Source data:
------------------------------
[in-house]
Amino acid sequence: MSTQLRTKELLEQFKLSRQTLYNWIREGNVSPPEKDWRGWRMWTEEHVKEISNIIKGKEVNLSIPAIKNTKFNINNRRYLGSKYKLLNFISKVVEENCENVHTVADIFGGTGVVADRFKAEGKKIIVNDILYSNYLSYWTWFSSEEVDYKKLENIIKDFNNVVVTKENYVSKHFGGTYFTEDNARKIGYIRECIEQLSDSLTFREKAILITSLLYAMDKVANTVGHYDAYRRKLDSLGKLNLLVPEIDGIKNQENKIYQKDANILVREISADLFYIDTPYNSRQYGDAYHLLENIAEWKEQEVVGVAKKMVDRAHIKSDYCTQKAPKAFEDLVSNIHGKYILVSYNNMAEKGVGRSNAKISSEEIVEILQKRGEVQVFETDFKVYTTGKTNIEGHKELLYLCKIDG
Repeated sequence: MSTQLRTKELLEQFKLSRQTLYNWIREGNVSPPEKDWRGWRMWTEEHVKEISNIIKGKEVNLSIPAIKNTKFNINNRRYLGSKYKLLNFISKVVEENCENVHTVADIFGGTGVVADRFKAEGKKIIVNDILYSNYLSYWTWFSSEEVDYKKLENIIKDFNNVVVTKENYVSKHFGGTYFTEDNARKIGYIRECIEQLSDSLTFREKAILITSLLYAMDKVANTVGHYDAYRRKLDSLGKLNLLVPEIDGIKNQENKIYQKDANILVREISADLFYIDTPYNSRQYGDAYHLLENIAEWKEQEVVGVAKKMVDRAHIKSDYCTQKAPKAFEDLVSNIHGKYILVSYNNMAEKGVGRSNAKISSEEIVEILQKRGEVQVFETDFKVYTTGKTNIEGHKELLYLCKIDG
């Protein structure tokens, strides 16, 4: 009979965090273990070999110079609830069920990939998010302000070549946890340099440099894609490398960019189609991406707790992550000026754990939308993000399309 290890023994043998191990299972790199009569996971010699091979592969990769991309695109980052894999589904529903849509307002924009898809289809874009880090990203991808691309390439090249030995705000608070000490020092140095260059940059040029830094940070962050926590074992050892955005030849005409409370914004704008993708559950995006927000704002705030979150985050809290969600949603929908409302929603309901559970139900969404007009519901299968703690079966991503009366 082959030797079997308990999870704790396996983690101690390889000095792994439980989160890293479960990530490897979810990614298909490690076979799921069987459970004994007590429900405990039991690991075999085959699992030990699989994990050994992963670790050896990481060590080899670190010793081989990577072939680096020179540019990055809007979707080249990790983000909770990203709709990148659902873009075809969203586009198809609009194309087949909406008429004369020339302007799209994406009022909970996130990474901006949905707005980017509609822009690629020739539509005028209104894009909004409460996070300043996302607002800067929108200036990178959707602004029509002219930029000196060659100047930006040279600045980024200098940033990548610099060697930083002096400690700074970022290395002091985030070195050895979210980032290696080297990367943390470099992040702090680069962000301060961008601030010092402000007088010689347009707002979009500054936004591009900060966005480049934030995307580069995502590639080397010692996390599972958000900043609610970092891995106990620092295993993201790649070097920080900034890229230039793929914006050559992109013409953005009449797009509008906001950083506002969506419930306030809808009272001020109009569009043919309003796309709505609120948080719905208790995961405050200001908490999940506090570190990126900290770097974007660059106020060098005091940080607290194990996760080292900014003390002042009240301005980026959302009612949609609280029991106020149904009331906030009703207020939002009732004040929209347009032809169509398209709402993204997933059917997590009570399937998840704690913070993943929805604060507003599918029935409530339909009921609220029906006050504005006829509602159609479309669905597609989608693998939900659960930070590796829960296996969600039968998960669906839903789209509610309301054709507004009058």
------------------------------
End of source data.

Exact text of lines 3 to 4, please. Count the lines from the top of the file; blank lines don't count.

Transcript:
Repeated sequence: MSTQLRTKELLEQFKLSRQTLYNWIREGNVSPPEKDWRGWRMWTEEHVKEISNIIKGKEVNLSIPAIKNTKFNINNRRYLGSKYKLLNFISKVVEENCENVHTVADIFGGTGVVADRFKAEGKKIIVNDILYSNYLSYWTWFSSEEVDYKKLENIIKDFNNVVVTKENYVSKHFGGTYFTEDNARKIGYIRECIEQLSDSLTFREKAILITSLLYAMDKVANTVGHYDAYRRKLDSLGKLNLLVPEIDGIKNQENKIYQKDANILVREISADLFYIDTPYNSRQYGDAYHLLENIAEWKEQEVVGVAKKMVDRAHIKSDYCTQKAPKAFEDLVSNIHGKYILVSYNNMAEKGVGRSNAKISSEEIVEILQKRGEVQVFETDFKVYTTGKTNIEGHKELLYLCKIDG
């Protein structure tokens, strides 16, 4: 009979965090273990070999110079609830069920990939998010302000070549946890340099440099894609490398960019189609991406707790992550000026754990939308993000399309 290890023994043998191990299972790199009569996971010699091979592969990769991309695109980052894999589904529903849509307002924009898809289809874009880090990203991808691309390439090249030995705000608070000490020092140095260059940059040029830094940070962050926590074992050892955005030849005409409370914004704008993708559950995006927000704002705030979150985050809290969600949603929908409302929603309901559970139900969404007009519901299968703690079966991503009366 082959030797079997308990999870704790396996983690101690390889000095792994439980989160890293479960990530490897979810990614298909490690076979799921069987459970004994007590429900405990039991690991075999085959699992030990699989994990050994992963670790050896990481060590080899670190010793081989990577072939680096020179540019990055809007979707080249990790983000909770990203709709990148659902873009075809969203586009198809609009194309087949909406008429004369020339302007799209994406009022909970996130990474901006949905707005980017509609822009690629020739539509005028209104894009909004409460996070300043996302607002800067929108200036990178959707602004029509002219930029000196060659100047930006040279600045980024200098940033990548610099060697930083002096400690700074970022290395002091985030070195050895979210980032290696080297990367943390470099992040702090680069962000301060961008601030010092402000007088010689347009707002979009500054936004591009900060966005480049934030995307580069995502590639080397010692996390599972958000900043609610970092891995106990620092295993993201790649070097920080900034890229230039793929914006050559992109013409953005009449797009509008906001950083506002969506419930306030809808009272001020109009569009043919309003796309709505609120948080719905208790995961405050200001908490999940506090570190990126900290770097974007660059106020060098005091940080607290194990996760080292900014003390002042009240301005980026959302009612949609609280029991106020149904009331906030009703207020939002009732004040929209347009032809169509398209709402993204997933059917997590009570399937998840704690913070993943929805604060507003599918029935409530339909009921609220029906006050504005006829509602159609479309669905597609989608693998939900659960930070590796829960296996969600039968998960669906839903789209509610309301054709507004009058």